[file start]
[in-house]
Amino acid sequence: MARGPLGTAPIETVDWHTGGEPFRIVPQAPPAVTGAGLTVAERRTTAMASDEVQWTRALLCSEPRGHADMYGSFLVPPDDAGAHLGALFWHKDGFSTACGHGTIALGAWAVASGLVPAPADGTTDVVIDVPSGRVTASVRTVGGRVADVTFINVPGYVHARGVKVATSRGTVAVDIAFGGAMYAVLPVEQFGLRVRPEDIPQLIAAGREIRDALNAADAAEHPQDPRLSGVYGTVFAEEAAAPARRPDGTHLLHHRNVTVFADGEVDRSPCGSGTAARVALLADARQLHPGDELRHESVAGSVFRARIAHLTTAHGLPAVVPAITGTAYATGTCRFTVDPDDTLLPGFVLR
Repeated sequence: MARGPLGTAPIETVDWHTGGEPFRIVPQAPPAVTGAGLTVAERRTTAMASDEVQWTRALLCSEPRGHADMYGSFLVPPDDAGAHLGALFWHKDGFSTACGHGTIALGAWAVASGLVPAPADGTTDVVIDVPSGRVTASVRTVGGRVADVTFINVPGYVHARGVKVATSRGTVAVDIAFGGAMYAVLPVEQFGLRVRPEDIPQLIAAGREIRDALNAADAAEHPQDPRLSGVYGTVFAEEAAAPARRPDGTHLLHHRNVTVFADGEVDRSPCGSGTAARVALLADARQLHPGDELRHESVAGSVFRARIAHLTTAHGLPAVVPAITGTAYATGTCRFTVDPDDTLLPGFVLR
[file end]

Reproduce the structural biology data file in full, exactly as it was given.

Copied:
[in-house]
Amino acid sequence: MARGPLGTAPIETVDWHTGGEPFRIVPQAPPAVTGAGLTVAERRTTAMASDEVQWTRALLCSEPRGHADMYGSFLVPPDDAGAHLGALFWHKDGFSTACGHGTIALGAWAVASGLVPAPADGTTDVVIDVPSGRVTASVRTVGGRVADVTFINVPGYVHARGVKVATSRGTVAVDIAFGGAMYAVLPVEQFGLRVRPEDIPQLIAAGREIRDALNAADAAEHPQDPRLSGVYGTVFAEEAAAPARRPDGTHLLHHRNVTVFADGEVDRSPCGSGTAARVALLADARQLHPGDELRHESVAGSVFRARIAHLTTAHGLPAVVPAITGTAYATGTCRFTVDPDDTLLPGFVLR
Repeated sequence: MARGPLGTAPIETVDWHTGGEPFRIVPQAPPAVTGAGLTVAERRTTAMASDEVQWTRALLCSEPRGHADMYGSFLVPPDDAGAHLGALFWHKDGFSTACGHGTIALGAWAVASGLVPAPADGTTDVVIDVPSGRVTASVRTVGGRVADVTFINVPGYVHARGVKVATSRGTVAVDIAFGGAMYAVLPVEQFGLRVRPEDIPQLIAAGREIRDALNAADAAEHPQDPRLSGVYGTVFAEEAAAPARRPDGTHLLHHRNVTVFADGEVDRSPCGSGTAARVALLADARQLHPGDELRHESVAGSVFRARIAHLTTAHGLPAVVPAITGTAYATGTCRFTVDPDDTLLPGFVLR